Democrats propose "cap and trade" scheme for Iraq troop levels
Under Pelosi's plan, the Pentagon could have no more than 150,000 troops in Iraq unless it purchased "tradeable anti-terrorism credits" from other countries. "We believe this plan will allow the markets to allocate counterterrorism resources to the Iraq war in the most efficient way possible, while allowing our party to avoid accountability for this world-historical debacle," Pelosi said at a news conference yesterday.
White House reaction was cautious. "The President welcomes any proposal from the Democrats that has no real impact on his preconceived notions," press secretary Tony Snow said at today's daily press briefing. A source close to President Bush indicated that the administration might support the plan "as long as Britain gets most of the credits, because Blair will sell them to us for a few BeeGees CDs".
Elsewhere, the proposal has received a mixed reception. "Let's face it," said Senator Edward Kennedy, a firm opponent of the war, "we're attempting to defend a government that can't even hang people properly. This idea won't help."
Others were more supportive. "If we had done this in Vietnam I might have been able to salvage my now bankrupt credibility," said Henry Kissinger, who your DeadBrain correspondent caught up with in a rather seedy bar in Washington, DC.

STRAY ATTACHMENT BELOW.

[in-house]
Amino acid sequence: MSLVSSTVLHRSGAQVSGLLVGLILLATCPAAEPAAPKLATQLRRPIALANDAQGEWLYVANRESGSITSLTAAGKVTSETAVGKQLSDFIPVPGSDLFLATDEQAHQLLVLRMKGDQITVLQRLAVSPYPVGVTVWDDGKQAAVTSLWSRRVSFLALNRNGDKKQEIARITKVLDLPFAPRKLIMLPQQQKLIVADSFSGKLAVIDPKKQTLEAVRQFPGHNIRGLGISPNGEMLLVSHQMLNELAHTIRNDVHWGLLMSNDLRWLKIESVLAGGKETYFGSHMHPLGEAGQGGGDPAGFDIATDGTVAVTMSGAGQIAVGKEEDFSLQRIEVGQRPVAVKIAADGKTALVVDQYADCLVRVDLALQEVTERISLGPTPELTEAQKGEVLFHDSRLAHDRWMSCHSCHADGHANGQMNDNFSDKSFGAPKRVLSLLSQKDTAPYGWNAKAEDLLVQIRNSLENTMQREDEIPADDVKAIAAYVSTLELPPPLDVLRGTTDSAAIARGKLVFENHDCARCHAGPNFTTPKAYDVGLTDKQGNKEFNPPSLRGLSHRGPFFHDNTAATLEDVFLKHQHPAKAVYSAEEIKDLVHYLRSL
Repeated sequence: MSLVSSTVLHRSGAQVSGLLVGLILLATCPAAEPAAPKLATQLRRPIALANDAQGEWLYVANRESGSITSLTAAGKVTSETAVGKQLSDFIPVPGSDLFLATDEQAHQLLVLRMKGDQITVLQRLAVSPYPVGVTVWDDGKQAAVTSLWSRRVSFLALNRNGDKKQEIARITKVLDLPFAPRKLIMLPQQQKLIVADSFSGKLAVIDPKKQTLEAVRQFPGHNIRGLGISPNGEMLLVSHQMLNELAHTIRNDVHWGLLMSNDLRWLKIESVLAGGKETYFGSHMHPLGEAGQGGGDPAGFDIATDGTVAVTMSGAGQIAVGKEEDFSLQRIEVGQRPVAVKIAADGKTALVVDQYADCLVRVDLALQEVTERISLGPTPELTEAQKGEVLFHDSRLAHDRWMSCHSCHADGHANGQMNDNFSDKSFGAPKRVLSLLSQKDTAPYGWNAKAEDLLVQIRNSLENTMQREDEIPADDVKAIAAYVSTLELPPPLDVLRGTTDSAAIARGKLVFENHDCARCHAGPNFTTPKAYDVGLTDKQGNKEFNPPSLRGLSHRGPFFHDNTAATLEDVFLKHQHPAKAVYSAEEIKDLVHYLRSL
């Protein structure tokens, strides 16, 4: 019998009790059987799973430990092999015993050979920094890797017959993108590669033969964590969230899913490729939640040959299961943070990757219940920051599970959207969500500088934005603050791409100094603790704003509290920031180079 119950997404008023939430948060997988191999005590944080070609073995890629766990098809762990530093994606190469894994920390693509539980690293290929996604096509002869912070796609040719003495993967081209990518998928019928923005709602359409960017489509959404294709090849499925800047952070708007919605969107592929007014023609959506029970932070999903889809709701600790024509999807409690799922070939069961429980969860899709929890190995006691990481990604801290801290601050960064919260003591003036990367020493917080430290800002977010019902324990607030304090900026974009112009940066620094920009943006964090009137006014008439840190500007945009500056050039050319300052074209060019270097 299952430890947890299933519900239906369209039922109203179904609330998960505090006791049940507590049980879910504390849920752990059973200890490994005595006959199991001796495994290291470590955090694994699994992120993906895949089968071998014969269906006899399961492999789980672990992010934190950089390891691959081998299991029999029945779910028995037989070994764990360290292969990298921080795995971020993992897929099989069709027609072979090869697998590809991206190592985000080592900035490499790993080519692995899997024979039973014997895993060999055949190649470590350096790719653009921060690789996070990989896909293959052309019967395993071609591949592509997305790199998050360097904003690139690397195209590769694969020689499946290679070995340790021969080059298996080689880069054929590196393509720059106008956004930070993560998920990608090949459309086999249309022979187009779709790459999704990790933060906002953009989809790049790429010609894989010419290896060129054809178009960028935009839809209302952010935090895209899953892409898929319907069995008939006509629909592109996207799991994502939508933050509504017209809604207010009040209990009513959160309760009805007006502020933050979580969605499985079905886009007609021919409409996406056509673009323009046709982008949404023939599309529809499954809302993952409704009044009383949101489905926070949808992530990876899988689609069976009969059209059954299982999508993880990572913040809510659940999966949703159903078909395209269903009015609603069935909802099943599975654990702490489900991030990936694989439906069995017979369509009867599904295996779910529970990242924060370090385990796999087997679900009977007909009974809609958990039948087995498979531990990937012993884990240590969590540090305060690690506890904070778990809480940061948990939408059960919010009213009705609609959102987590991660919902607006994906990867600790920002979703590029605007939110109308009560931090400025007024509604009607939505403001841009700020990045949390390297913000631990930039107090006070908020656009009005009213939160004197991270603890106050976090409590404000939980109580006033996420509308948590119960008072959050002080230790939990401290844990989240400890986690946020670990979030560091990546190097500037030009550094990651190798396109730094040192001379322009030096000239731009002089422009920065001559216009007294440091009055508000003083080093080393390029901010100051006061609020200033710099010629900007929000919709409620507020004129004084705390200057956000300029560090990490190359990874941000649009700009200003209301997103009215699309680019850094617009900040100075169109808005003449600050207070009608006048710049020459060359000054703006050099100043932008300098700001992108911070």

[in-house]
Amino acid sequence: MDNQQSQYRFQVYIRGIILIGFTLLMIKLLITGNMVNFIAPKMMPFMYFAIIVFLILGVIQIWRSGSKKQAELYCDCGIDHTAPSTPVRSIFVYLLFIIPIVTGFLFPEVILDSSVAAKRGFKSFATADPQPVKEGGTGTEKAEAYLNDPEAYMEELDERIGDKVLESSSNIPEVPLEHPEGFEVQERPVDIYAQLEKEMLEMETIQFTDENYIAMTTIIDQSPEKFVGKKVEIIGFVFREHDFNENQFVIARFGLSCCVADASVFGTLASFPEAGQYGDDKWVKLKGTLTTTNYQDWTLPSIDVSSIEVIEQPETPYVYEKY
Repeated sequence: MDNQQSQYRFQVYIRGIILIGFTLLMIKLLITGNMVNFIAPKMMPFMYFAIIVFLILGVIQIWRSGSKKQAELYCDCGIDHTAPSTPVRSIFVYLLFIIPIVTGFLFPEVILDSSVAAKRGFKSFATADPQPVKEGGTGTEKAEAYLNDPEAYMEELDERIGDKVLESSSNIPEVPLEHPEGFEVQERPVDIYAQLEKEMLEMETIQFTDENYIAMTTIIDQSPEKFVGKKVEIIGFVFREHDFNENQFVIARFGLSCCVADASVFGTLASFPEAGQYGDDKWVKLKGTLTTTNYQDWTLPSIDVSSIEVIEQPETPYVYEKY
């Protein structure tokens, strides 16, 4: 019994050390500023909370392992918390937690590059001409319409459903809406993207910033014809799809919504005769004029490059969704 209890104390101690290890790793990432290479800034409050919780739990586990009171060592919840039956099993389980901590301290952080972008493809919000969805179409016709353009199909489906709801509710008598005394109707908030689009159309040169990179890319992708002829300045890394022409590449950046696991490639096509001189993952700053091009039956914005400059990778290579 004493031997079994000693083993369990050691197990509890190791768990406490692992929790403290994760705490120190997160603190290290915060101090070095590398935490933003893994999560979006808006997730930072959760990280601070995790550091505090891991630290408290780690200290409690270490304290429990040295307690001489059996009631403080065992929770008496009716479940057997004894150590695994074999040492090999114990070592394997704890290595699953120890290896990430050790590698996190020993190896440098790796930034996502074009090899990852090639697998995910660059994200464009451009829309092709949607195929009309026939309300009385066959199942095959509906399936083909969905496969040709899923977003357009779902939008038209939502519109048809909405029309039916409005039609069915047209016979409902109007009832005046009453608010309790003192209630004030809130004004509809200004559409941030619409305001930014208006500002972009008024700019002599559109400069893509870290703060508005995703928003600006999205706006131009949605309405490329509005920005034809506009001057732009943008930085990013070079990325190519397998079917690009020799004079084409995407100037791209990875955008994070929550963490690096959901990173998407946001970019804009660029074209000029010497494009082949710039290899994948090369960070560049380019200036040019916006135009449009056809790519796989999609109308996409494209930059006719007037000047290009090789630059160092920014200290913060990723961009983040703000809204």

Implementation of the tradeable credit scheme faces numerous hurdles. The only private counterterrorism market, a Chicago operation called TerrExchange, has never seen much success. "Basically it's four blokes, four laptops, and a roach clip," said Douglas Ramsbottom, professor of terrorism econometrics at the University of East Anglia. Moreover, the proposed scheme has little support from the Iraqi government. "I just want to kick some Sunni ass and acquire arbitrary power," said Prime Minister Nouri Maliki. "To be honest, I just don't see how this plan gets me there."
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